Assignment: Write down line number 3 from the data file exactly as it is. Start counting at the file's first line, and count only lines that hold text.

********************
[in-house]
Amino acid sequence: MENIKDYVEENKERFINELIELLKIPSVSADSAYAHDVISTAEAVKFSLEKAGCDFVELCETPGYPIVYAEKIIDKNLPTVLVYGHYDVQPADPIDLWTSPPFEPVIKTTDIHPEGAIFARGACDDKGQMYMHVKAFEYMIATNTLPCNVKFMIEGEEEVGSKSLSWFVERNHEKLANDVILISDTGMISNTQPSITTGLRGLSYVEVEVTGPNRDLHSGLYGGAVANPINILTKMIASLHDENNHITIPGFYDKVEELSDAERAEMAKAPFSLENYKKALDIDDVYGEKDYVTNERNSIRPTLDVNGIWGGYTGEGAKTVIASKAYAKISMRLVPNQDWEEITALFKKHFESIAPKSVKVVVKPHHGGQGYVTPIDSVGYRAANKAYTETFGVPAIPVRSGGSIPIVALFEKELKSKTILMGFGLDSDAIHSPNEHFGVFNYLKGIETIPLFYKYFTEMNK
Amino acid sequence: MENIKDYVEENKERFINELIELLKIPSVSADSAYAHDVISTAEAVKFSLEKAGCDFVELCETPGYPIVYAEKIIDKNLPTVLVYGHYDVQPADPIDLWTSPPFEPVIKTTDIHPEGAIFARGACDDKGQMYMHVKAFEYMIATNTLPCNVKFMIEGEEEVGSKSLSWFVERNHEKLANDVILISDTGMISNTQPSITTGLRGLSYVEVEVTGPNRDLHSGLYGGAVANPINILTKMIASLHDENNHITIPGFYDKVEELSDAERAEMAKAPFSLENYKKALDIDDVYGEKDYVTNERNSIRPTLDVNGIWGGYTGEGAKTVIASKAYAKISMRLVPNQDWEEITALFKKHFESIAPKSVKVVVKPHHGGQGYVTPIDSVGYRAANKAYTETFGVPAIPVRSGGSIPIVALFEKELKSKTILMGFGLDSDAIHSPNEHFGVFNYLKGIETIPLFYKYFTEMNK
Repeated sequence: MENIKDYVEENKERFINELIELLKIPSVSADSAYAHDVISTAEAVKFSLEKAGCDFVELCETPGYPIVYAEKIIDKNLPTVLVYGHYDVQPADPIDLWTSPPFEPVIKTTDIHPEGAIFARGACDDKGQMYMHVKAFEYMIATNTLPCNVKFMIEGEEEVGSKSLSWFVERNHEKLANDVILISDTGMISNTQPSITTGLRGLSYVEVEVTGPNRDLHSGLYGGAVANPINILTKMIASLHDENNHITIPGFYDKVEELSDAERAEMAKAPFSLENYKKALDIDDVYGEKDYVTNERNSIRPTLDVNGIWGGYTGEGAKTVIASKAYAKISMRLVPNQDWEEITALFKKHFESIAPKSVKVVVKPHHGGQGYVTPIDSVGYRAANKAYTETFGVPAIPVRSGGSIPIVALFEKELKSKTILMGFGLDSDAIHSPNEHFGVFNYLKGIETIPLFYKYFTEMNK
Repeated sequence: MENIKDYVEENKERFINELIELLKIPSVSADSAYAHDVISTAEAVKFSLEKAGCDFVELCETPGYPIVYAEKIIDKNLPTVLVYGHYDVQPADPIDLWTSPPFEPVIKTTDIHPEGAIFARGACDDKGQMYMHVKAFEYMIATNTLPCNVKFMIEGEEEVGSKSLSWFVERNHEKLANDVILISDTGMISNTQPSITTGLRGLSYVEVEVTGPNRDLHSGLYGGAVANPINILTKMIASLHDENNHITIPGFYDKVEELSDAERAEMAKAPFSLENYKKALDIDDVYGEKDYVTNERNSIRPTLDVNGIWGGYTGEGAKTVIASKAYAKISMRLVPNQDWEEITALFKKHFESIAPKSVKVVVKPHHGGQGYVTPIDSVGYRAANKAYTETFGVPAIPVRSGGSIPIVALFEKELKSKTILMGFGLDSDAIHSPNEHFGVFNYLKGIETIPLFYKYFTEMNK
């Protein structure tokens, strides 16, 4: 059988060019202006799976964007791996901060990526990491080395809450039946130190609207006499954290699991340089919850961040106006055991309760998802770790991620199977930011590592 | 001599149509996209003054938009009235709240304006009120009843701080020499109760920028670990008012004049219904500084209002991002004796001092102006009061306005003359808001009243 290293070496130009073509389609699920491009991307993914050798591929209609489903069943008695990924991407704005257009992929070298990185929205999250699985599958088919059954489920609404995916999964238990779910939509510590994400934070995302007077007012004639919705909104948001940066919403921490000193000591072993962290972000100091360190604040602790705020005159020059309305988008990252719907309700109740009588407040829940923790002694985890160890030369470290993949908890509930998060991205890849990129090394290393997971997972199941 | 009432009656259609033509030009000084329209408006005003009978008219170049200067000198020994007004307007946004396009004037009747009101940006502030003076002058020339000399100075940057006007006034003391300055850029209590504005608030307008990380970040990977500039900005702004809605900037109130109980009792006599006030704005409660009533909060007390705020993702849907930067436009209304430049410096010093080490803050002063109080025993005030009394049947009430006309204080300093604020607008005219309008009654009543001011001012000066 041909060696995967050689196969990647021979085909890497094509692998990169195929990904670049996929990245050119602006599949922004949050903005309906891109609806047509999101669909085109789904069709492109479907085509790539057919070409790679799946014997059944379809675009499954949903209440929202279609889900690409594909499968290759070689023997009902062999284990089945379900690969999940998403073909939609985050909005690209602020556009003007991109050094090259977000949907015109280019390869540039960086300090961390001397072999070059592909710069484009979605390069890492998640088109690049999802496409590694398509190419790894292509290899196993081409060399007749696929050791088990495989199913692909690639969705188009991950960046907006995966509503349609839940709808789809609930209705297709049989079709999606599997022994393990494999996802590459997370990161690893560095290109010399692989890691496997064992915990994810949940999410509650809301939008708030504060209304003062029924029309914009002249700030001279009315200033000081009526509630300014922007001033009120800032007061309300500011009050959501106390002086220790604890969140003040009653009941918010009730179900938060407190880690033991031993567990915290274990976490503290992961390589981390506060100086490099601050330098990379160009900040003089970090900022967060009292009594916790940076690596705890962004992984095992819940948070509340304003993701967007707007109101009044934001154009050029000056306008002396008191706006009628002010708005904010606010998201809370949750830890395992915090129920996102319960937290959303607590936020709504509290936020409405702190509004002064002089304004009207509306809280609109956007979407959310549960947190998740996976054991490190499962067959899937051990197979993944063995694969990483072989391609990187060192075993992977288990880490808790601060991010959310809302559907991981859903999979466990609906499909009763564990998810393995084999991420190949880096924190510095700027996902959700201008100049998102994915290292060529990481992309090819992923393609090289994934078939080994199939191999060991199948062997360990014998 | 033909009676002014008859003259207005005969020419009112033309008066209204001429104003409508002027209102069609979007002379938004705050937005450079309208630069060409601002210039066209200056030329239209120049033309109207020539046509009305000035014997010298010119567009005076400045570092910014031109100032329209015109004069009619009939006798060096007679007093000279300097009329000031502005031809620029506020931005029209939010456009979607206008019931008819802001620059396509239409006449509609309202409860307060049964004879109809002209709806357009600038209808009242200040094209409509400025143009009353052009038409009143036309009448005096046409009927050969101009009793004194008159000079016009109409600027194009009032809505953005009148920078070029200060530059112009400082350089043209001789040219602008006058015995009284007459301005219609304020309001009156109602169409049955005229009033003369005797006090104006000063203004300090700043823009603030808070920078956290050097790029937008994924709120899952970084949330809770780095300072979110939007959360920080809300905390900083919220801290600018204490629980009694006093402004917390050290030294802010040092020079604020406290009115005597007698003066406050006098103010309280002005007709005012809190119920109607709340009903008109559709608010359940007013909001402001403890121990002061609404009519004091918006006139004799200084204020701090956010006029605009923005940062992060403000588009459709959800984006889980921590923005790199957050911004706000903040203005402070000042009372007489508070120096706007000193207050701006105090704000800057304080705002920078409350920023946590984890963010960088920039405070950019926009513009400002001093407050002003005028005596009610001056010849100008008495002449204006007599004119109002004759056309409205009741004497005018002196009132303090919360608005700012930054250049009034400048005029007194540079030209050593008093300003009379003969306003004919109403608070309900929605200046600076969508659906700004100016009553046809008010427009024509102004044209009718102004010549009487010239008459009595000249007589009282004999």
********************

Amino acid sequence: MENIKDYVEENKERFINELIELLKIPSVSADSAYAHDVISTAEAVKFSLEKAGCDFVELCETPGYPIVYAEKIIDKNLPTVLVYGHYDVQPADPIDLWTSPPFEPVIKTTDIHPEGAIFARGACDDKGQMYMHVKAFEYMIATNTLPCNVKFMIEGEEEVGSKSLSWFVERNHEKLANDVILISDTGMISNTQPSITTGLRGLSYVEVEVTGPNRDLHSGLYGGAVANPINILTKMIASLHDENNHITIPGFYDKVEELSDAERAEMAKAPFSLENYKKALDIDDVYGEKDYVTNERNSIRPTLDVNGIWGGYTGEGAKTVIASKAYAKISMRLVPNQDWEEITALFKKHFESIAPKSVKVVVKPHHGGQGYVTPIDSVGYRAANKAYTETFGVPAIPVRSGGSIPIVALFEKELKSKTILMGFGLDSDAIHSPNEHFGVFNYLKGIETIPLFYKYFTEMNK